Equities clanked lower on Monday as investors booked profits from last week's gains and looked forward to the start of earnings season late this week, notes Jon Markman of Pivotal Point.
The Dow ended down nearly 0.3% while the S&P 500 fell almost 0.7%. The Nasdaq dropped about 1.3% and the Smallcap 600 bucked the negative vibe and rose 0.4%.
Breadth favored decliners slightly over advancers Monoday. There were 470 new highs and just 12 new lows. Topping the new highs list was Eli Lilly (LLY), Advanced Micro Devices (AMD), BlackRock (BLK), Charles Schwab (SCHW), and Target (TGT). Very old school, interesting.
Stocks rose to new highs last week on expectations that the two victories by Democrats in the pair of Senate runoff elections would lead to higher direct payments to Americans during the pandemic. But now there’s some concern that people will save their stimulus check instead of blowing them on rent, food, and iPhones. That’s a chic new argument but I suspect consumers gonna consume.
Now attention turns to the big banks, including JPMorgan Chase (JPM), Wells Fargo (WFC), and Citigroup (C), which are set to kick off the fourth-quarter earnings season on Friday. Estimates are pretty low, so this bedeviled group doesn’t have to report super-great results to beat expectations.
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The market seemed unfazed by growing calls for the President to step down after rioters stormed the Capitol building to stop the certification of Joe Biden's election victory. Democrats in the House introduced an article of impeachment against Trump on Monday.
Consumer discretionary shares lost almost 1.9%, pulled lower by Tesla's (TSLA) 7.8% skid. Communication services fell about 1.8%. Twitter (TWTR) lost 6.4% after the social-media company permanently barred Trump from its platform following the riot. Facebook (FB) shed 4% after it temporarily banned Trump. Tech shares slid more than 0.9%, pulled lower by Apple's (AAPL) 2.3% slide. Energy led advancing sectors, surging 1.6% even as crude futures lost ground.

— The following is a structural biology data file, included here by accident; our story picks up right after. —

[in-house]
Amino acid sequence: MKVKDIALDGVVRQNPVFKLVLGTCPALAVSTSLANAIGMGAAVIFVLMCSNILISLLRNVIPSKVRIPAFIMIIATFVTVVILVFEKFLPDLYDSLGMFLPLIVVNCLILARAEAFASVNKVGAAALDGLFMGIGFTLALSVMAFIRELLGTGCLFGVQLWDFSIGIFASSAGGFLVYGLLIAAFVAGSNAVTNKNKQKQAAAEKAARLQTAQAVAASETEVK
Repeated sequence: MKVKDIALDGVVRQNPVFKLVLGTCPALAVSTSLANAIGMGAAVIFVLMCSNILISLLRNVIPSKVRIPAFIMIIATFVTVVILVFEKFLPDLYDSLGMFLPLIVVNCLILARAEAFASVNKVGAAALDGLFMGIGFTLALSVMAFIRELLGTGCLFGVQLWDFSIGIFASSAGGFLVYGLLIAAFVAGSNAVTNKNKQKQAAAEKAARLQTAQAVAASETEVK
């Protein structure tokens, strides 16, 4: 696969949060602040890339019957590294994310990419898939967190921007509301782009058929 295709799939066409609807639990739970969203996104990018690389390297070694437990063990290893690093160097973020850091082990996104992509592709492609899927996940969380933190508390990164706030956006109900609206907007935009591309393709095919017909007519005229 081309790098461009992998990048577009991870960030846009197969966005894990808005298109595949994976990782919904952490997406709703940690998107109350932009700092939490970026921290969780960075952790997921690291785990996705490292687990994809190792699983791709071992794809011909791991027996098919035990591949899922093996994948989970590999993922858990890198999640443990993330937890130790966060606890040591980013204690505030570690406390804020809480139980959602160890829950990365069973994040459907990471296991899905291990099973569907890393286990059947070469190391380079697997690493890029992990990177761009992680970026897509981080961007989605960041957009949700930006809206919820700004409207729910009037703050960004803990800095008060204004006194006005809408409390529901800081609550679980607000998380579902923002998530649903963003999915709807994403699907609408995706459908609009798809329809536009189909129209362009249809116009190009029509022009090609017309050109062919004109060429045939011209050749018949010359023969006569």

In corporate news, Office Depot (ODP) surged more than 19% after privately held rival Staples made a $2.11 billion cash offer for the office-supply retailer. It’s always amusing to see two bad companies merge. But the idea is right: there are too many physical office stores in this digital age.
Bottom Line: Mid-January tends to be a rough stretch for stocks as investors prepare for earnings season that starts in earnest next week. Research leads me to think that estimates are too low for Q4 2020, so bulls have a fighting chance to beat the historical bias and surprise with upside. Sentiment overall is very upbeat—but fears of government turmoil appear set to prevent dangerous euphoria. Stay the course for now; we might make some portfolio adjustments soon.
Learn more about Jon Markman at Pivotal Point.